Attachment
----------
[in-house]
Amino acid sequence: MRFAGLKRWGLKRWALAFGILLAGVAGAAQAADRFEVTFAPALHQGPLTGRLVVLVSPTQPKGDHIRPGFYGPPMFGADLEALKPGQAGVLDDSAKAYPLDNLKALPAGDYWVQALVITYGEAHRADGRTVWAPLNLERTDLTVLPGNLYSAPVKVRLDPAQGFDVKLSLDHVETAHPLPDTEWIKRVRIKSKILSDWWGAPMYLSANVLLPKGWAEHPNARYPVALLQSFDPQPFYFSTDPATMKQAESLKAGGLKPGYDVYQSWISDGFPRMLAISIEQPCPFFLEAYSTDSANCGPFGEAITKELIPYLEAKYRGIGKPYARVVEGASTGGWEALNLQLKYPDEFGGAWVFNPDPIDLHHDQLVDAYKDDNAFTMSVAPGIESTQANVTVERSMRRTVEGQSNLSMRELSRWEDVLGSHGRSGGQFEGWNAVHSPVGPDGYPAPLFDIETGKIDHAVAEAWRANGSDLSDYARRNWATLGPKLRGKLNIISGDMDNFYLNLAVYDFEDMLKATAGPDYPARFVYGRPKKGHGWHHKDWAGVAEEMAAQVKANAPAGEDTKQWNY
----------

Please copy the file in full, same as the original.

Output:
[in-house]
Amino acid sequence: MRFAGLKRWGLKRWALAFGILLAGVAGAAQAADRFEVTFAPALHQGPLTGRLVVLVSPTQPKGDHIRPGFYGPPMFGADLEALKPGQAGVLDDSAKAYPLDNLKALPAGDYWVQALVITYGEAHRADGRTVWAPLNLERTDLTVLPGNLYSAPVKVRLDPAQGFDVKLSLDHVETAHPLPDTEWIKRVRIKSKILSDWWGAPMYLSANVLLPKGWAEHPNARYPVALLQSFDPQPFYFSTDPATMKQAESLKAGGLKPGYDVYQSWISDGFPRMLAISIEQPCPFFLEAYSTDSANCGPFGEAITKELIPYLEAKYRGIGKPYARVVEGASTGGWEALNLQLKYPDEFGGAWVFNPDPIDLHHDQLVDAYKDDNAFTMSVAPGIESTQANVTVERSMRRTVEGQSNLSMRELSRWEDVLGSHGRSGGQFEGWNAVHSPVGPDGYPAPLFDIETGKIDHAVAEAWRANGSDLSDYARRNWATLGPKLRGKLNIISGDMDNFYLNLAVYDFEDMLKATAGPDYPARFVYGRPKKGHGWHHKDWAGVAEEMAAQVKANAPAGEDTKQWNY